by Rebecca Beauchamp
Allow me to posit an argument: there is no such thing as “rape culture.” To assume that “rape culture” exists as an other outside of “normal culture,” is to ignore history, to ignore your lived-in world. We’re shocked and appalled every time incidents of sexual violence are reported, as though rapists are outliers against a (virtuous? sensitive?) general population. My mother sends me an e-mail on a Friday night, warning me to be careful, good god be careful. Are you remembering to carry your mace? Keep your phone charged. If anyone tries to touch you, scream, kick, hit, go crazy. “They’re out there.” They’re out there — not here, not beside me, but further away, ghouls squatting on the perimeter. Ugly and double-chinned and evil, the rapist watches me from afar, sits in the bushes and waits carefully to pounce. Assuredly your son would never do such a thing — he has such good grades. He is so handsome. He plays soccer and is so healthy. He volunteered for the Red Cross two summers ago and had a swell time. He is so normal. What must be realized is that normal is the problem. Normal is what makes rape an American tradition.
No incident stands disconnected from the society in and from which it occurred. The overarching, “regular” culture pervading our society has its base in capitalism, and for the unenlightened, a quick google search of “the c-word” will result in the reappearance of a handful of buzz-phrases: accumulation, competition, exchange. Those who want to succeed in a society that beats out these phrases with prayer-like intensity must follow the rules that are their corollary. Amass what you can; situate yourself at the top; stop at nothing to get there. The University of Virginia is lauded for its abilities in producing students who succeed. When discussing the education system and its many ills in a seminar of mine, a girl scoffs and says, “I’m sure no one at UVa was in the bottom half of their class.” To succeed at the University of Virginia is to get collect-As, collect awards and executive positions in CIOs, collect a flourishing host of friends who want to succeed, but not as much as you do, ha ha. Students want to dominate. The rapist violates the victim’s body without their consent and through coercion, force, domination.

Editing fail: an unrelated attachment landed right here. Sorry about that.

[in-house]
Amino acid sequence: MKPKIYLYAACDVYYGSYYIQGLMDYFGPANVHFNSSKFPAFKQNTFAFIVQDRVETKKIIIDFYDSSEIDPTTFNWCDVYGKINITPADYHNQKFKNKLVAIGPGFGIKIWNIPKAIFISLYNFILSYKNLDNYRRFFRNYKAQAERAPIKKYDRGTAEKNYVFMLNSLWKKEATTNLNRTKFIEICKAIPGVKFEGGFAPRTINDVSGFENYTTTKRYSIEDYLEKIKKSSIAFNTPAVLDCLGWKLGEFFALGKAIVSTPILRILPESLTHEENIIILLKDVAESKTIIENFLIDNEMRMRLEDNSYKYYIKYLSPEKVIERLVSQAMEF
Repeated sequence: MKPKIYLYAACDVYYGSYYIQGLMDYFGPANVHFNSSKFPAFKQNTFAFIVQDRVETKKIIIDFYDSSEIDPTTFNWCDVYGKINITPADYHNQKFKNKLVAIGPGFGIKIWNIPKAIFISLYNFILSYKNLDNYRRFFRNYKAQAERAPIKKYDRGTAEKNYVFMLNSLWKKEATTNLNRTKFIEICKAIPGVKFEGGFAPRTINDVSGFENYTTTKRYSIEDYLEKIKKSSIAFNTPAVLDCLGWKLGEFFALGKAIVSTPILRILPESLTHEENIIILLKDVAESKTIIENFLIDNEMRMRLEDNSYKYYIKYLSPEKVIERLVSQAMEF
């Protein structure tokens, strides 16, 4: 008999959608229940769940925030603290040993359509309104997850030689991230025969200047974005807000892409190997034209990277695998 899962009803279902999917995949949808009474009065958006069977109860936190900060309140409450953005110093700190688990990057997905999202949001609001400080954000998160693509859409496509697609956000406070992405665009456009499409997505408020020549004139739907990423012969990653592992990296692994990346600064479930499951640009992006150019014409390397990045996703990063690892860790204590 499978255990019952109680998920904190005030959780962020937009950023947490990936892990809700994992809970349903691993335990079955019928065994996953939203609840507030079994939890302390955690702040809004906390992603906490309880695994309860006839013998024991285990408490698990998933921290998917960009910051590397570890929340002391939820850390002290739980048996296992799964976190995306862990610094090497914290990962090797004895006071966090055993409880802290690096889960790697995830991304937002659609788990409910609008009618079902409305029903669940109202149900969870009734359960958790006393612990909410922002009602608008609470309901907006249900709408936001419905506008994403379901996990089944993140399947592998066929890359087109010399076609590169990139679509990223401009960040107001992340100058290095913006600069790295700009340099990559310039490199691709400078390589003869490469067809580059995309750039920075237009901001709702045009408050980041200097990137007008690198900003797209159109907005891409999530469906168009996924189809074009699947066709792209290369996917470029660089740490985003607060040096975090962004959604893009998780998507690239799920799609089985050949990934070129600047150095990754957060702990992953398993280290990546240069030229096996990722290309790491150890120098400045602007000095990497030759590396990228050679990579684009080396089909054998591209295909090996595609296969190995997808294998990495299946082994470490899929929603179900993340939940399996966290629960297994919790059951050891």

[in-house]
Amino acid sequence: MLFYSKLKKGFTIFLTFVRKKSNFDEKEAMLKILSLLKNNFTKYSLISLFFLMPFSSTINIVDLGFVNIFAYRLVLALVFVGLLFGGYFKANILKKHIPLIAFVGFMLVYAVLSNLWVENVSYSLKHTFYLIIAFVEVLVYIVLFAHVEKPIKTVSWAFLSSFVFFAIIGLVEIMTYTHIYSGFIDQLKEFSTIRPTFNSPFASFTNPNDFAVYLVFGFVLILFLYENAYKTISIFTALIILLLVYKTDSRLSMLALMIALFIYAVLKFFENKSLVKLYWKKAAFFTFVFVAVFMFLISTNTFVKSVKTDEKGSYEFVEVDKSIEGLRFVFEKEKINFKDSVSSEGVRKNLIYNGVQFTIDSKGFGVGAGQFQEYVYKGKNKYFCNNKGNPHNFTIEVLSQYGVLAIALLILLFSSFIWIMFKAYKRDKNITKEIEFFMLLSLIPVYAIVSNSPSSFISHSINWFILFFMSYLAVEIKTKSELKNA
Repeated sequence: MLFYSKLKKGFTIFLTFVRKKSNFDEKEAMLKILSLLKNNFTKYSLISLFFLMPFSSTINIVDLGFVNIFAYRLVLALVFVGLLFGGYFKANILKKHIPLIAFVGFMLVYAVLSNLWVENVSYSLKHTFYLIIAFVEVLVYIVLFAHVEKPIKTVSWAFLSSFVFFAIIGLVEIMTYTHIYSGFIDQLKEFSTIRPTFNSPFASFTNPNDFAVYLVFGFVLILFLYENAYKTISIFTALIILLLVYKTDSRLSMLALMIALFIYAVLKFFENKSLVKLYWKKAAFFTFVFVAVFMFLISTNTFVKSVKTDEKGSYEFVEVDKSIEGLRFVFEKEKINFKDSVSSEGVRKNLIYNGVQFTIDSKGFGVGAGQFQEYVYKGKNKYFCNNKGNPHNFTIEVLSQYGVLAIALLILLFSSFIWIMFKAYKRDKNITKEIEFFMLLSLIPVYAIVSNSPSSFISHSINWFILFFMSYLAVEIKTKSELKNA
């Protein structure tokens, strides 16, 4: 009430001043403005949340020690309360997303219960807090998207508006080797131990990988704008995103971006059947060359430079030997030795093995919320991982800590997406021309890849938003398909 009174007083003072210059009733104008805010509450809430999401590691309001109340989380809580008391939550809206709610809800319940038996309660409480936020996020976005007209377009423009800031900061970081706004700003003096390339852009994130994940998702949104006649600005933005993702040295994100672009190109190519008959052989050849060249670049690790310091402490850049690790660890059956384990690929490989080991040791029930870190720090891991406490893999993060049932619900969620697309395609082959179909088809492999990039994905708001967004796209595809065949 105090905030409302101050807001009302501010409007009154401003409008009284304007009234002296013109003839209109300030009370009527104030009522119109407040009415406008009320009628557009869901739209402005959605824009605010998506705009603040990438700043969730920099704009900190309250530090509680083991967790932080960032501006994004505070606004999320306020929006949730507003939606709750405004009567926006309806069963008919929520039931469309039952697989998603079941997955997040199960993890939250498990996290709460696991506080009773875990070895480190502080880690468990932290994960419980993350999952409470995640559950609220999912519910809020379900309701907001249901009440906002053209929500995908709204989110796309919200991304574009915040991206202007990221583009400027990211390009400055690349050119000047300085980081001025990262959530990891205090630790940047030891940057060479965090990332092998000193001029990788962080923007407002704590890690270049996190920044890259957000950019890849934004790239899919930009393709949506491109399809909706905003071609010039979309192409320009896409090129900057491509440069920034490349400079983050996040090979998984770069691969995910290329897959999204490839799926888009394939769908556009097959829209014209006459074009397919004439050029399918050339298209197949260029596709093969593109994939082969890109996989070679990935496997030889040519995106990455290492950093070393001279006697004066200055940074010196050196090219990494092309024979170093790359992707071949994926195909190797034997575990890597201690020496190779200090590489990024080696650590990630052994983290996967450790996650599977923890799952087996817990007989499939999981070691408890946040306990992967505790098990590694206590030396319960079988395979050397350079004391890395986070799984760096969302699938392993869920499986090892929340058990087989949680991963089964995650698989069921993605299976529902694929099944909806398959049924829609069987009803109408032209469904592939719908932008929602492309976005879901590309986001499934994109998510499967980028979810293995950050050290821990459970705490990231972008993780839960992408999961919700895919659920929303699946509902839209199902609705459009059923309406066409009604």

Amass what you can; situate yourself at the top; stop at nothing to get there. A statue of UVa’s founder, one Thomas Jefferson, stands at the center of grounds. Mr. Jefferson was really fucking good at amassing: founding father, inventor, auteur. The question of whether or not he sexually assaulted his slaves (he owned approximately 600) has been a subject of debate for hundreds of years. In Notes on the State of Virginia, he wrote about how he believed white people to be super, biologically, to people of color. He is worshipped, practically fetishized, on grounds and is always cited when discussing UVa’s strict and prestigious honor code: “Well, Jefferson believed…” He gifted UVa with its own Special Language: it’s grounds, not campus. Fourth year, not senior. This is the academical village, excuse me. No, nothing is disconnected.